Do you think someone you care about may be experiencing abuse? It can be difficult to know what to do when you feel a friend or family member is being abused, and each situation is different. Here are some do’s and don’ts for how to help someone experiencing abuse:
- Set up a time to talk that is safe and confidential.
- For the safety and comfort of the survivor, it is important that before meeting, you set up a time and place to talk away from the abusive partner where the survivor feels safe, supported, and free to speak honestly.
- Let them know you are there for them.
- Abusers often use tactics of isolation and shame to control their partners, meaning that individuals experiencing abuse feel extremely alone. Be honest by letting them know you are concerned for their safety, and be patient by letting them know you will support whatever decision they make.
- Offer specific help.
- Sometimes it can be hard for survivors to reach out for help or know what help is available. If you can help financially, tell them to what extent. Let them know if you can store copies of important papers or extra clothes for them. If you can provide transportation or a place to stay, that helps them develop their options.
- Encourage them to talk to people who can help.
- There are many organizations all over the country with the resources and experience to help individuals suffering abuse. A survivor should choose for themselves what they want to do, if anything, but it is still good to offer your support in helping find local resources. The Safe Connections Crisis Helpline, 314-531-2003; The National Domestic Violence Hotline , 800-799-SAFE (7233); the National Sexual Assault Hotline, 800-656-HOPE (4673); and the National Teen Dating Abuse Helpline, 866-331-9474, are all available 24 hours a day, 7 days a week.
- Help them make a safety plan.
- Leaving can be the scariest and most dangerous time in an abusive relationship. If someone you know is experiencing abuse, you can help them make a safety plan so that if and when they decide to leave, they can do so safely and carefully.
- Be supportive no matter what.
- People may choose to leave or stay in abusive relationships for many reasons. From the outside it can be difficult to understand, but it is important to make sure the survivor feels empowered to make their own decisions and knows you will continue to offer your help no matter what.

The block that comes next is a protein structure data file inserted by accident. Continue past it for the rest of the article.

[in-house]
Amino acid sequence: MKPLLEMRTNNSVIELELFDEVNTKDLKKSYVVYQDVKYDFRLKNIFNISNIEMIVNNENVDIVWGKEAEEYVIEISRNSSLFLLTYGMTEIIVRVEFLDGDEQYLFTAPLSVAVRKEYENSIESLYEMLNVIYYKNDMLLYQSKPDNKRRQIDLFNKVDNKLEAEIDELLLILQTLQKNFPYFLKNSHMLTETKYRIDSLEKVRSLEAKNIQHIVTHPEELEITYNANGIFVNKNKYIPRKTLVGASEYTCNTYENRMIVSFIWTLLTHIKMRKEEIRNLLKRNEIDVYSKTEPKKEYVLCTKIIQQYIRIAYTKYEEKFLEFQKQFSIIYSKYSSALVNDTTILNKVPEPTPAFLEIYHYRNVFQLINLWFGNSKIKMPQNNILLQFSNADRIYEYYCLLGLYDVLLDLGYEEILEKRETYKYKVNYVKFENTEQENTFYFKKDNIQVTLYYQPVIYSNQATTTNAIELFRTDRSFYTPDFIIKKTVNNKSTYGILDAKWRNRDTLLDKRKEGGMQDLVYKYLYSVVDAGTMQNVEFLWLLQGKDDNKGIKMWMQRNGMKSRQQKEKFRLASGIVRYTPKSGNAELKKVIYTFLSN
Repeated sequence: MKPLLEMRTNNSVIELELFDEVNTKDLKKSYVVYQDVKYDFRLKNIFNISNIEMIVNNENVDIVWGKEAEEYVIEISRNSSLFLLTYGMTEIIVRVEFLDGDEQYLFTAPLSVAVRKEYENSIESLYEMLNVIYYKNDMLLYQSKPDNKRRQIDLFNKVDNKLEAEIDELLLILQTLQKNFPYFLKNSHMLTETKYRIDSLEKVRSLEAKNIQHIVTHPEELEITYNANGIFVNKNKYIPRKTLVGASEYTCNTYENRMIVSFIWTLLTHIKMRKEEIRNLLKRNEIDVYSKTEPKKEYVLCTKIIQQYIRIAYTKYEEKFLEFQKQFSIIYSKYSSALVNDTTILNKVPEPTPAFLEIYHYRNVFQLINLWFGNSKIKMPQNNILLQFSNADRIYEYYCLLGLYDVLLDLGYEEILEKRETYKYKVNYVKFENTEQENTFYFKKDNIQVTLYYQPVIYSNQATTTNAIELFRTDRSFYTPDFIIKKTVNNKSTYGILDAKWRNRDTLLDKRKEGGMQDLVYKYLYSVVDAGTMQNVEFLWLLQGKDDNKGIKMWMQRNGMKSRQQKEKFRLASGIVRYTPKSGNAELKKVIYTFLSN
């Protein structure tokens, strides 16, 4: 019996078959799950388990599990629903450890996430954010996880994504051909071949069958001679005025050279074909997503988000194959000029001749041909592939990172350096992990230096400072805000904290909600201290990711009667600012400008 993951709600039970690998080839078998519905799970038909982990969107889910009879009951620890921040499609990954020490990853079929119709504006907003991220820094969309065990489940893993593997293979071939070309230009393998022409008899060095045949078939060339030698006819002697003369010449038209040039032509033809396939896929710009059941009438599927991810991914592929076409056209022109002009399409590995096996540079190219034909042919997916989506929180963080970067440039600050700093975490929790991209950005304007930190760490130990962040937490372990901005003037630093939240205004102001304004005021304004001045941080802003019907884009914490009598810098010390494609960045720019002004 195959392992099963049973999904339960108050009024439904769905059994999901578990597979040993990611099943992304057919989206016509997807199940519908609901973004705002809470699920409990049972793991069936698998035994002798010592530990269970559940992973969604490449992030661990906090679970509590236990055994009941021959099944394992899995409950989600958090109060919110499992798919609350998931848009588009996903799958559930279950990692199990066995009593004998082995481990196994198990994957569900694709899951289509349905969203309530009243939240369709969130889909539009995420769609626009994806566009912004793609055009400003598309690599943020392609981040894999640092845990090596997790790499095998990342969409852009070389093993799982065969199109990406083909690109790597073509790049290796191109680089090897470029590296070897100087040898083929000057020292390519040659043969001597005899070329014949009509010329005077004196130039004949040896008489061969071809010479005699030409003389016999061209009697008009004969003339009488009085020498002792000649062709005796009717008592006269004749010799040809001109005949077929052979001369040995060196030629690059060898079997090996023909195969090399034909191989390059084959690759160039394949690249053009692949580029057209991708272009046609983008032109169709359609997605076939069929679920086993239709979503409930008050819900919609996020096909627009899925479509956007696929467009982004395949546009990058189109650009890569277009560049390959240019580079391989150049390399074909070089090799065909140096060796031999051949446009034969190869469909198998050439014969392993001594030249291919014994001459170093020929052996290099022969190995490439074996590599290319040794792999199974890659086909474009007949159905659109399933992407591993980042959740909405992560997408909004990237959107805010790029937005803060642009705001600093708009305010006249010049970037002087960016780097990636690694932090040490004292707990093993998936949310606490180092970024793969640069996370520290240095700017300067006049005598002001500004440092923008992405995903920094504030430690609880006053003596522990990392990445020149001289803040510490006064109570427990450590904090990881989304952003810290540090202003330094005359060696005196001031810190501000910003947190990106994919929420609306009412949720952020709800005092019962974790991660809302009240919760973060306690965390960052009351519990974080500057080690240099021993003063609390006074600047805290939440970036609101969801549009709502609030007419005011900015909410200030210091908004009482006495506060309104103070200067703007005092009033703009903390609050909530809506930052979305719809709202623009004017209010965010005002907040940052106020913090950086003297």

- Attempt to “rescue” them.
- Abuse is not about love, it is about controlling and overpowering another individual. Because of this, one of the most important things you should do for someone you feel is being abused is to help them feel self-empowered to take back control of their lives. As an ally, your goal should be to empower them to make their own decisions and support them throughout the entire process.
- Make judgements.
- Being in an abusive relationship can be extremely lonely and confusing. The person may still love and care about their abuser, may have very little of their own resources, may be worried about the safety of their children if they leave, or a number of other complex concerns. Reinforce your belief that violence and abuse are never acceptable, and offer your support even if they do not take steps that seem logical to you. Remember, they are the expert on their own situation, and if they don’t leave when it makes sense to you to do so, they may have reasons to move at a different pace.
- Pressure them to leave.
- Again, experiencing an abusive relationship can be extremely isolating and confusing, and leaving an abusive relationship can be dangerous and difficult. There are many reasons a person may choose to leave or stay in an abusive relationship, so it is never as simple as pushing them to “just leave.” Instead, talk with them through their options and continue to offer your support no matter what decision they make.
- Feel the need to have all the answers.
- Leaving abusive relationships can be a difficult and complex process. You may have to deal with legal services, financial issues, interim housing, counseling and more. There are a number of organizations dedicated to this issue that have the resources and experience to handle the process as safely and efficiently as possible.
- Ignore the situation.
- Some people feel like they are overstepping if they get involved. Also, you may feel like it is not your place, or fear that you will insult someone if you express concern. At the end of the day, if you are expressing your concern sensitively from a place of love and support it is likely to be appreciated, whether or not the person is ready to talk or change their situation.